Growing Alongside The WCRA: A New Generation of Roping 

By: Julia Dondero

Marybeth Beam has been there since the beginning. She has competed throughout every World Champions Rodeo Alliance (WCRA) segment, becoming one of the top money earners– and she is only 19 years old. Growing up as a third-generation rancher, Beam’s roping experience stretches far beyond her years. 

Beam has grown up roping calves and riding alongside her family, a practice that seems natural for the cowgirl who has spent her life helping her family on their cow/calf operation in the small East Texas town of Poetry. 

From the age of five, Beam began climbing the youth ranks, eventually qualifying for her first Women’s Rodeo World Championship (WRWC) at 16. She was just barely old enough to drive herself to the richest women’s rodeo in history. 

This event became a catalyst for the roper’s career. Since 2020, Beam has qualified for the WRWC, as well as many WCRA and WCRA Division Youth events. With years of high-caliber experience under her belt, Beam reflected on the impact these events have made on her young career. 

“Entering my first WRWC at 16 as a challenger was really great for me,” said Beam. “Being able to compete on such a large stage, get my name out there, and compete against the best prepared me to rodeo professionally.”

While Beam was wrapping up her senior year of high school, she also embarked on her professional rodeo journey. As Beam concluded her Women’s Professional Rodeo Association rookie year, she reflected on this new career chapter. Beam explained the WCRA has grown her confidence, increased her monetary opportunities, and provided her with the first-class treatment of athletes. 

“Competing at events like WCRA majors and the WRWC prepared me to rodeo professionally because I learned how to handle my nerves and adjust my roping to compete as an average and shoot-out roper,” explained Beam.

This professional rodeo experience also allowed Beam to nominate large rodeos and secure her spot in WCRA major events, like Rodeo Carolina. This past October Beam concluded Rodeo Carolina as the reserve champion breakaway roper, taking home nearly $6,000, boosting her WCRA career earnings to just over $33,000.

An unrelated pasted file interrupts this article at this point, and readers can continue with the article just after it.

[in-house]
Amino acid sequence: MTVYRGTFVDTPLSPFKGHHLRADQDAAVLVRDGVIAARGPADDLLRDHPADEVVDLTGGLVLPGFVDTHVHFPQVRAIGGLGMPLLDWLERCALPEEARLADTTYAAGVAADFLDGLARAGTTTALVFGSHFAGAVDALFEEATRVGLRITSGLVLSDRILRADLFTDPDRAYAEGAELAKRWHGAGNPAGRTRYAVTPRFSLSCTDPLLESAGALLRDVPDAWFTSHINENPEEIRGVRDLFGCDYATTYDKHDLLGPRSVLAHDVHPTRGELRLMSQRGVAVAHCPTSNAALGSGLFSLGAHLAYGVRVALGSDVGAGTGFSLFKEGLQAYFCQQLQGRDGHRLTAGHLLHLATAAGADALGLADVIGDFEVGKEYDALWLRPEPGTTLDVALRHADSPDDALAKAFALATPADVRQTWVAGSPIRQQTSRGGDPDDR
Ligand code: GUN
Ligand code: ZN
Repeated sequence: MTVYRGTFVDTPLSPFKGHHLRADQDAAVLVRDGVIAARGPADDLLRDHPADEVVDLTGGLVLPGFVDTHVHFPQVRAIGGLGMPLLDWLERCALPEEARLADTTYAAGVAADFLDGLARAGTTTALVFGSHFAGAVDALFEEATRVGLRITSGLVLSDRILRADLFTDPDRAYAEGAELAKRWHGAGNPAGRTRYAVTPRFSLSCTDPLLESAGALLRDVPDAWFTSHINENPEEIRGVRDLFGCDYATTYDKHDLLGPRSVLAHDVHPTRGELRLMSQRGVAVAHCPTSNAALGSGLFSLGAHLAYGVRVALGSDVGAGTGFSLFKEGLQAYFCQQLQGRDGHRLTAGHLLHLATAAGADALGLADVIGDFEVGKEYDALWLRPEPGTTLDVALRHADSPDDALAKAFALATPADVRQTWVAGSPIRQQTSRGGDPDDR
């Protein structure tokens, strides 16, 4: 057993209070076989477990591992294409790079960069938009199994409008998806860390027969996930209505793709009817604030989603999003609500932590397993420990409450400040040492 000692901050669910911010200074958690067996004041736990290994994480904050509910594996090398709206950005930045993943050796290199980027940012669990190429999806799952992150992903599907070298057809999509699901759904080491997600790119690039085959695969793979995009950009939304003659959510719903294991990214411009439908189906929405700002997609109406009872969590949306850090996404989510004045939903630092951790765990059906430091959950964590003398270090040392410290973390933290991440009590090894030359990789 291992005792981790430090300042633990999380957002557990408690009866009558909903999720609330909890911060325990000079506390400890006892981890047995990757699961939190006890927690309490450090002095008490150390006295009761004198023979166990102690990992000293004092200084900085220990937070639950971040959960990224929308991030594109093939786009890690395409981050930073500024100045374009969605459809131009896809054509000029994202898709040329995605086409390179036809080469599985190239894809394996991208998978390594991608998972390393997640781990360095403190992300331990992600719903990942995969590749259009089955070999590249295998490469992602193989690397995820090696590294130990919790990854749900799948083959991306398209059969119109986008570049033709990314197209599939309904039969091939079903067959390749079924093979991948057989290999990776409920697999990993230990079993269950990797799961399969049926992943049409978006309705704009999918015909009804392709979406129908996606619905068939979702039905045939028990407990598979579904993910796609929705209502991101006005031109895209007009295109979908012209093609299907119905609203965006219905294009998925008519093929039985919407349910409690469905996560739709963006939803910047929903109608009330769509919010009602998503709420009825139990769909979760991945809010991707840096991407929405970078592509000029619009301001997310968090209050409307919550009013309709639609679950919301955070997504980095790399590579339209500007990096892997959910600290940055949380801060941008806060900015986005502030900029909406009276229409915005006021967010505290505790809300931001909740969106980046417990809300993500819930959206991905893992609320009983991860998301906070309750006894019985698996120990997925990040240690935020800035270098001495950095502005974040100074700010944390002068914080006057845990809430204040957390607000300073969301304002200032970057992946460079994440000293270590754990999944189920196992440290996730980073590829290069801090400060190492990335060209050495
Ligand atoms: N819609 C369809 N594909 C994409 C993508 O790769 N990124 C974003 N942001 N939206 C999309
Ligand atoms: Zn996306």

Marybeth Beam during the WCRA Friday Studio. Photo By: Bull Stock Media

“Rodeo Carolina was my favorite. There was just something about it there [at the Tryon International Equestrian Center] that just felt magical. It was so exciting to compete against the best,” said Beam.  

This financial boost has enabled the young roper to start her professional career on the right foot, providing copious opportunities from a young age. The native Texan also explained how the WCRA has impacted her success on a personal level.

“The WCRA has taken me in as a family. It truly feels like a supportive and welcoming atmosphere at every event and I feel blessed to be a part of it,” said Beam.

Looking forward, Beam prepared for the upcoming Stampede At The E event, where she looks to start the 2024 WCRA Triple Crown of Rodeo series off in a bright way. This winter also marks an important milestone for the young cowgirl. A little over a year ago, Beam broke her hip bone in a ranching accident, landing her in a wheelchair for 12 weeks and threatening her career. 

Marybeth Beam during the WCRA Saturday Performance 2. Photo By: Bull Stock Media

Beam expressed her gratitude to be back competing while also giving credit to her mother and grandparents for being in her corner in every situation. As the Stampede Agt The E rapidly approaches, Beam accredits her family and her infamous 19-year-old  mount “Spike”– who may be better known for his past career as Tyler Wade’s NFR head horse, for supporting her career and supporting her to the level of roping she is at today. 

“I feel very blessed to have my family and support system. I can’t wait to be back at the Lazy E Arena,” exclaimed Beam, who will enter the competition in fifth place on the points leaderboard. 


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